the word Jew itself is considered derogatory itself in some contexts.. someone could say "stop Jewing out about this",

tho it's just a shortening of the word Jewish, so what's the big deal about using it?

It's all context, semantics.

If people would stop taking offence at every turn of phrase and declaring holy wars over them.. we would all be better off.
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Re: Israel/Palestine discussion

Postby yedidyak » Thu Jun 23, 2011 11:01 pm UTC

Saturday will be five years since the abduction of Gilad Shalit. Today the Red Cross demanded that Hamas start to give him his rights under the Geneva Convention, starting with proof of life as the last sign was nearly two years ago. Hamas predictably dismissed the ICRC's demands. In Gaza the Red Cross HQ was pelted with eggs in response.

As a way of pressuring Hamas, Netenyahu announced that Hamas prisoners in Israel will from now have only the rights mandated by international law - "We will stop, among other things, the absurd practice in which terrorists who murdered innocent people enroll in academic studies. There will be no more 'doctors of terror' – the celebration is over."

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Re: Israel/Palestine discussion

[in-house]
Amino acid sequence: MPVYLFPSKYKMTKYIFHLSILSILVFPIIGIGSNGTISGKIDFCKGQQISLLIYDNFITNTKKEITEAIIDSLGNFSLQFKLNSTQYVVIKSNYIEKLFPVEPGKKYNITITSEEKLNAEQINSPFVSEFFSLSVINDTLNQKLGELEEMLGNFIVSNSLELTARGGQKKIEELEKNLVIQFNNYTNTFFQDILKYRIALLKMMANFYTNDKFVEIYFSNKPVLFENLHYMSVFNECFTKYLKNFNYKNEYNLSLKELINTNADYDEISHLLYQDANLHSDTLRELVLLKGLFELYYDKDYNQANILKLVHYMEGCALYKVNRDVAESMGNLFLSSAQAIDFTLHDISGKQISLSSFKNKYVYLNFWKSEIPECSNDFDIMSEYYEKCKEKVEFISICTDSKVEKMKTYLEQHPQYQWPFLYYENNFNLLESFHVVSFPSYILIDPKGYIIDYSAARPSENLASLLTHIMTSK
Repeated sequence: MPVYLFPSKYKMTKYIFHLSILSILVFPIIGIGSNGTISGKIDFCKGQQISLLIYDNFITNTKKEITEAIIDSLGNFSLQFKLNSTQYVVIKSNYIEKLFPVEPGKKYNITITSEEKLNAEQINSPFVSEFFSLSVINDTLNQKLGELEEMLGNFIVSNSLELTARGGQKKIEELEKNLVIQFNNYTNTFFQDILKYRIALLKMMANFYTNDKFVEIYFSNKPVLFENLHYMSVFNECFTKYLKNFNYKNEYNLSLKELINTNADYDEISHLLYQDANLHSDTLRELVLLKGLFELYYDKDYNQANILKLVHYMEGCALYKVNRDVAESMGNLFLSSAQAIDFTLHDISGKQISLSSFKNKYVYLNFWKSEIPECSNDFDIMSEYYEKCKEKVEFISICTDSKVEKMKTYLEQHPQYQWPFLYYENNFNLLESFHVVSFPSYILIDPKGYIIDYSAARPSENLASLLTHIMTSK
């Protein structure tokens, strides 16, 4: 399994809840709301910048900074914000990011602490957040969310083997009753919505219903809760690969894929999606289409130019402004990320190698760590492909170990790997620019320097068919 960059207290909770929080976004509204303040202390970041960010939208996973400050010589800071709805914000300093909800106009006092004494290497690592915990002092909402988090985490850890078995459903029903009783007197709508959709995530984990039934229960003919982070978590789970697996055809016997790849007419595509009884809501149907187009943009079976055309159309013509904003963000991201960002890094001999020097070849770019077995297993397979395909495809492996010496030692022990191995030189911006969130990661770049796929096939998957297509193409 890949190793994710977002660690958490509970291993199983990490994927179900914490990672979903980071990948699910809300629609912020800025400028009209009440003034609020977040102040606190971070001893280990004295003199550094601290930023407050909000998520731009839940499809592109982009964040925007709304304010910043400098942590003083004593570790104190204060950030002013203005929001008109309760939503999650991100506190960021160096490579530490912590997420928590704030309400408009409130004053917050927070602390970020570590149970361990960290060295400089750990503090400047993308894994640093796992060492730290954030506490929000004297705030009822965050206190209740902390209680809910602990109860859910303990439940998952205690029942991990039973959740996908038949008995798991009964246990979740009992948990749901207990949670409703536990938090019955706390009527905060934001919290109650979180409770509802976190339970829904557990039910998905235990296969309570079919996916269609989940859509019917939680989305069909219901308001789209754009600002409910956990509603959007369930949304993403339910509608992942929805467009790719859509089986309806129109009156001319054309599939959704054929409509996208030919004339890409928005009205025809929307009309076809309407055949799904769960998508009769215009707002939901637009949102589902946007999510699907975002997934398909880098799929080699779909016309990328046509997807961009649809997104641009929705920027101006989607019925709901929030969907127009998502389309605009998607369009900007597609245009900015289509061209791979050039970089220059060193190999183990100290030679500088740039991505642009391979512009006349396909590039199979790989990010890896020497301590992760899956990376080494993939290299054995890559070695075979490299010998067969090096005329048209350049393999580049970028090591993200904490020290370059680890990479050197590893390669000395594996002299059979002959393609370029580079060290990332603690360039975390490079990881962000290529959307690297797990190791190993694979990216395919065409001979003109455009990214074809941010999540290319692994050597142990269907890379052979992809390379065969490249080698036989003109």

Postby Iulus Cofield » Fri Jun 24, 2011 6:18 am UTC

Smells of backroom politics. It's a pity though. This would have been a great opportunity for Hamas to move in a more conciliatory direction without appearing to be directly concessive to Israel.

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Re: Israel/Palestine discussion

Postby Velict » Fri Jun 24, 2011 7:16 am UTC

yedidyak wrote:As a way of pressuring Hamas, Netenyahu announced that Hamas prisoners in Israel will from now have only the rights mandated by international law - "We will stop, among other things, the absurd practice in which terrorists who murdered innocent people enroll in academic studies. There will be no more 'doctors of terror' – the celebration is over."

I wonder - how often does something like that actually happen? It sounds like one of those absurd, half-true statements that's really just pandering to the conservatives in Israel (like most everything else Netanyahu says, come to think of it).

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Re: Israel/Palestine discussion

Postby yedidyak » Fri Jun 24, 2011 8:33 am UTC

Velict wrote: